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The immune system is an intricate and fascinating network of many different cell types and signaling molecules that work together to protect the human body against foreign pathogens.
T cells are responsible for regulating the immune response, and much like a motley crew, they possess diverse backgrounds due to exposure to many different pathogens. It is this diversity, in part, which makes them such powerful regulators of the immune system.
However, T cells are more of an orchestrated motley crew – they consist of a diverse and seemingly unstructured set of cells, which are involved in an incredibly intricate and organized dance between destruction of foreign bodies and preservation of host cells.
The presentation of antigen serves to activate the T cell and stimulate it to secrete various cytokines and express specialized cell surface receptors. The specialized cell surface markers and cytokines will activate macrophages to destroy influenza, stimulate B cells to produce influenza specific antibodies, as well as maintain a steady level of self-tolerance to avoid destruction of your own cells and tissues.
The many roles just described are performed by a number of different subsets of CD4+ T cells, described in the table below.
To add to the complexity, each pathogen has a different composition of antigens that could be presented to naïve T cells. This means there is not only a large number of CD4+ T cell subsets responsible for specific roles, but also subsets of these subsets which are responsible for managing any particular pathogen. In addition, some T cells are like transformers in that they are able to toggle between different subtypes, making them a force to be reckoned with, even in an extreme infection environment.
Naïve CD4+ T cells are activated by APCs to produce T helper (Th) cells, regulatory T cells (Tregs), and follicular helper T cells (TFH).
The Th cells can be Th1, Th2, Th9, Th17, or Th22 cells, depending upon the pathogen and types of cytokines present in the cellular microenvironment. They are responsible for responding to both intracellular as well as extracellular pathogens and have also been found to be involved in various diseases.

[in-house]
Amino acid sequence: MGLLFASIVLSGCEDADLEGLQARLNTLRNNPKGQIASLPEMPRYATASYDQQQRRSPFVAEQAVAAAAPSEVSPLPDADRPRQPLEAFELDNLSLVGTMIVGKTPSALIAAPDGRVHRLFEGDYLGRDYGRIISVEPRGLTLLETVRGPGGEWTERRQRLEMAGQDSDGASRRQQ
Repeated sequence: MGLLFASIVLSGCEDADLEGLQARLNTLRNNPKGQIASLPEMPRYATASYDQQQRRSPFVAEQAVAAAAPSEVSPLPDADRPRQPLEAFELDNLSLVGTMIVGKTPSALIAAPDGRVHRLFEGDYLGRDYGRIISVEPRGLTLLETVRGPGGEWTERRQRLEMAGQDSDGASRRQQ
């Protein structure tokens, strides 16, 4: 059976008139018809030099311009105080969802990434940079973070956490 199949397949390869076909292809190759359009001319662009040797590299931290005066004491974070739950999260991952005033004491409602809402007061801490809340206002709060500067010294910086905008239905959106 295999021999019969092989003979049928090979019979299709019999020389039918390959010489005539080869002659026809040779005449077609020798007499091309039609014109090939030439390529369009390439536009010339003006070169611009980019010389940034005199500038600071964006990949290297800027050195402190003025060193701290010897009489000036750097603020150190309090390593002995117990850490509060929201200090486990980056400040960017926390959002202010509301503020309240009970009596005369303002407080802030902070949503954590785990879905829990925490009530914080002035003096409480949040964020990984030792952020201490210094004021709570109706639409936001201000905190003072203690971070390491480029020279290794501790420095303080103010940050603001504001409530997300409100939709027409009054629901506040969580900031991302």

Tregs are responsible for maintaining self-tolerance so host cells remain safe from immune attack, while the follicular helper T cells (TFH) are responsible for helping B cells produce pathogen specific antibodies.
Each subset can be characterized by expression of various cell surface markers as well as the cytokines it produces.
The figure below illustrates different CD4+ T cell differentiation paths and their respective phenotypic differences. Cell surface markers are listed on the top half of each cell type and cytokine expression profile on the bottom half, annotated by an asterisk (*). The cytokines responsible for inducing each cell type are represented by an arrow pointing from the naïve cell to each respective effector CD4+ helper T cell subset.
Lonza CD4+ T cells (2W-200) are a mixture of all the various subsets present in the donor at the time of blood draw. If you are interested in a particular T cell subset, you can use Lonza CD4+ T cells to isolate the subset via immunomagnetic separation or FACS (fluorescence-activated cell sorting).
Please contact Lonza Scientific Support for more information. In addition, if you have large volume needs, we may be able to do custom cell isolations through our Cells on Demand Service.